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Luke Arundel, Optometry Australia's resident optometrist is concerned that patients may make the mistake of dismissing traditional eye screening.

Traditional eye screening still needed

OPTOMETRY Australia is urging patients not to abandon traditional comprehensive eye screenings in the wake of new artificial intelligence eye screening technology developed by the CSIRO to help detect diabetic retinopathy.

The new AI method of screening for the disease will soon be available for use in up to 20 Western Australian GP clinics following a recently completed trial of the technology in Midland as featured in CSIRO’S AI-driven diabetes innovation (Echo News, September 16).

The debilitating illness which diabetes sufferers can potentially contract is caused by damaged blood vessels within the light sensitive retina at the back of the eye and can lead to blindness.

The industry’s peak body, which represents approximately 90 per cent of Australian optometrists, maintains that a comprehensive eye examination performed by a qualified optometrist is still the best way to detect the disease.

“We are concerned that at risk patients will forgo regular comprehensive eye exams in favour of a single limited screening test at a GP clinic, which doesn’t check for other common eye diseases like cataracts, macular degeneration and glaucoma,” Luke Arundel, Optometry Australia’s resident optometrist said.

“We don’t want patients receiving these screenings to get a false sense of security about their eye health as only one of the many eye conditions affecting Australians is being assessed.

“Optometrists have the appropriate equipment and qualifications to thoroughly examine their patients’ eyes and are able to refer patients to an ophthalmologist for further treatment if required.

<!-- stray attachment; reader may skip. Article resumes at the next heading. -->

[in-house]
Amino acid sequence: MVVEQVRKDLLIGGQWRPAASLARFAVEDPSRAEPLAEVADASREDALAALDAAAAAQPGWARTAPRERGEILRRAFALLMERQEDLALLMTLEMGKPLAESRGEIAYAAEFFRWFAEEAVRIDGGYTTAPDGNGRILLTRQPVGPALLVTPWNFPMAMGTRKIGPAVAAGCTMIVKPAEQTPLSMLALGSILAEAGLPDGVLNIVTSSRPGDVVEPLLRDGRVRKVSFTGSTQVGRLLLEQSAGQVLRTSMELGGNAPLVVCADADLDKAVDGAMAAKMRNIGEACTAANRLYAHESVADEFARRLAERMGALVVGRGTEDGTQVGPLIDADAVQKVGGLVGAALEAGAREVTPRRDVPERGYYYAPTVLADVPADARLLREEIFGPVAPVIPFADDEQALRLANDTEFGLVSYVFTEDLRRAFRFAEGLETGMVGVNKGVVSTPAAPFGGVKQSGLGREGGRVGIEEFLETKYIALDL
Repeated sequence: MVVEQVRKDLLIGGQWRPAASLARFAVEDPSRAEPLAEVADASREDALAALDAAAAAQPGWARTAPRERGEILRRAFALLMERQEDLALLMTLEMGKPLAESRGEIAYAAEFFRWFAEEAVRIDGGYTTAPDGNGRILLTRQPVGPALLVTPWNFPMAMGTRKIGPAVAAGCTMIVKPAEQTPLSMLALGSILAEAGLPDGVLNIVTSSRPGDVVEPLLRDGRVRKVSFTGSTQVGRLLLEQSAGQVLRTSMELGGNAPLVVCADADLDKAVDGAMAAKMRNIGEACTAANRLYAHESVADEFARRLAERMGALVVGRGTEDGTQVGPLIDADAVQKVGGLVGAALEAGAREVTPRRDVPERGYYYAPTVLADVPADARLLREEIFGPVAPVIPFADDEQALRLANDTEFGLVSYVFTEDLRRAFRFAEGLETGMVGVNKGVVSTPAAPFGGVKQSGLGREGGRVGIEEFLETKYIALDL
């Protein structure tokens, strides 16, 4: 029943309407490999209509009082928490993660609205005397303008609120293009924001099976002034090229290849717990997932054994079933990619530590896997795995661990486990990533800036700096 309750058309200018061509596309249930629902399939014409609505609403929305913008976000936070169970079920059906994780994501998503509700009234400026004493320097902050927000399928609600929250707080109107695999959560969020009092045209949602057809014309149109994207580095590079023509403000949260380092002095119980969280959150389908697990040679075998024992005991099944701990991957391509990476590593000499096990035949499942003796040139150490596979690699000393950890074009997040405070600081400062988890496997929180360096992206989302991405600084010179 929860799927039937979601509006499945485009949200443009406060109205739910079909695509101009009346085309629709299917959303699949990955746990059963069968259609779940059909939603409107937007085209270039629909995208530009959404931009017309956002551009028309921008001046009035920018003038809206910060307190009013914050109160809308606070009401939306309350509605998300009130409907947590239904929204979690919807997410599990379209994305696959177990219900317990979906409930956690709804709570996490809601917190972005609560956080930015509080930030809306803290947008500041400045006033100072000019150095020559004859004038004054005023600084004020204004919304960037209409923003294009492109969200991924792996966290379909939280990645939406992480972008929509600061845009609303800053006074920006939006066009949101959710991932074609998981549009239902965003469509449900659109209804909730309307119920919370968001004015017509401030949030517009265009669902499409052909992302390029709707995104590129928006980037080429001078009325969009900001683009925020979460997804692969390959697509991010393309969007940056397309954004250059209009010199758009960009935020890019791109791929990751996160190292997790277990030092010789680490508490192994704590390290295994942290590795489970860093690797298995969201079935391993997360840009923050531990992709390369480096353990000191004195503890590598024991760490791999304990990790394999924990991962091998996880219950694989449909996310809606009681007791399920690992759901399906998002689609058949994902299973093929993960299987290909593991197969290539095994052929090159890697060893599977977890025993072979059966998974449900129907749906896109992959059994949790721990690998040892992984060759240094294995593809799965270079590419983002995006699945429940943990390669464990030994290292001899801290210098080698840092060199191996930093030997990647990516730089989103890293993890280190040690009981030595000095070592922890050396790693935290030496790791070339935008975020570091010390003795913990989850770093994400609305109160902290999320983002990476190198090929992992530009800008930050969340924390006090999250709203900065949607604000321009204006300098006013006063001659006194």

“In contrast the GP screening uses artificial intelligence to scan a photograph of only a narrow area at the back of the eye and provides a grading of the disease – which is then referred to an ophthalmologist.”

According to Mr Arundel early detection is critical to the prevention of blindness as 75 per cent of blindness is either treatable or preventable.

For more information on eye conditions and to find a local optometrist visit goodvision

By Andrew Carter

About Andrew Carter

I live locally in Ellenbrook and have now lived there for well over a decade. I’m a passionate and conscientious journalist and I enjoy using my colourful, lively style of writing to hopefully paint a verbal picture. I am environmentally minded and believe that it’s our responsibility in the media to report accurately, help make a difference to the community and if necessary to hold businesses, governments and individuals to account for their actions. I very much aspire to the Christiane Amanpour style of journalism of being truthful not neutral.

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